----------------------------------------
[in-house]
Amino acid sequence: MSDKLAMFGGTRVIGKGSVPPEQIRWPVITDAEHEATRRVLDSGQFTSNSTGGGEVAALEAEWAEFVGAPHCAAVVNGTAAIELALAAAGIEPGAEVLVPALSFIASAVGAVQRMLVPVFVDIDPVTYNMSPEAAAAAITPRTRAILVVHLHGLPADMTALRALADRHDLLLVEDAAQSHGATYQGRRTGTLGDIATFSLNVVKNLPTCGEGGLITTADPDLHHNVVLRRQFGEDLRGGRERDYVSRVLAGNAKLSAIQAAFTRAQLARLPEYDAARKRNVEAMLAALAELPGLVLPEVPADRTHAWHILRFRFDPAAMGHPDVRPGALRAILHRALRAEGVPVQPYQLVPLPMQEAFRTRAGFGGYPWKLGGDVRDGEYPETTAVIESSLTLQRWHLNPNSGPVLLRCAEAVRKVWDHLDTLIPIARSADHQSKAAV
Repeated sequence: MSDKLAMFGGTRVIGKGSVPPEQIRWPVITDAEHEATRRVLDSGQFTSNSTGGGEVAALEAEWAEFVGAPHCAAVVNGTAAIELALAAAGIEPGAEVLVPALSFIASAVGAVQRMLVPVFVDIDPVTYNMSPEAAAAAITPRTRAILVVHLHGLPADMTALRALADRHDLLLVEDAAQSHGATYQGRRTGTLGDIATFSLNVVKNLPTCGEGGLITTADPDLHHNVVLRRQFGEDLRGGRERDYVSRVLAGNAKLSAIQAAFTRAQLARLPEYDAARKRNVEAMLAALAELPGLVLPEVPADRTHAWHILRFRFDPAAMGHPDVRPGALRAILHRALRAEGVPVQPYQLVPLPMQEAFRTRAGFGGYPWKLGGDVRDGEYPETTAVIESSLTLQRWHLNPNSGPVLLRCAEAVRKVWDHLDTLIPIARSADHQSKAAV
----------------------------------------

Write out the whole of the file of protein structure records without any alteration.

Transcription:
[in-house]
Amino acid sequence: MSDKLAMFGGTRVIGKGSVPPEQIRWPVITDAEHEATRRVLDSGQFTSNSTGGGEVAALEAEWAEFVGAPHCAAVVNGTAAIELALAAAGIEPGAEVLVPALSFIASAVGAVQRMLVPVFVDIDPVTYNMSPEAAAAAITPRTRAILVVHLHGLPADMTALRALADRHDLLLVEDAAQSHGATYQGRRTGTLGDIATFSLNVVKNLPTCGEGGLITTADPDLHHNVVLRRQFGEDLRGGRERDYVSRVLAGNAKLSAIQAAFTRAQLARLPEYDAARKRNVEAMLAALAELPGLVLPEVPADRTHAWHILRFRFDPAAMGHPDVRPGALRAILHRALRAEGVPVQPYQLVPLPMQEAFRTRAGFGGYPWKLGGDVRDGEYPETTAVIESSLTLQRWHLNPNSGPVLLRCAEAVRKVWDHLDTLIPIARSADHQSKAAV
Repeated sequence: MSDKLAMFGGTRVIGKGSVPPEQIRWPVITDAEHEATRRVLDSGQFTSNSTGGGEVAALEAEWAEFVGAPHCAAVVNGTAAIELALAAAGIEPGAEVLVPALSFIASAVGAVQRMLVPVFVDIDPVTYNMSPEAAAAAITPRTRAILVVHLHGLPADMTALRALADRHDLLLVEDAAQSHGATYQGRRTGTLGDIATFSLNVVKNLPTCGEGGLITTADPDLHHNVVLRRQFGEDLRGGRERDYVSRVLAGNAKLSAIQAAFTRAQLARLPEYDAARKRNVEAMLAALAELPGLVLPEVPADRTHAWHILRFRFDPAAMGHPDVRPGALRAILHRALRAEGVPVQPYQLVPLPMQEAFRTRAGFGGYPWKLGGDVRDGEYPETTAVIESSLTLQRWHLNPNSGPVLLRCAEAVRKVWDHLDTLIPIARSADHQSKAAV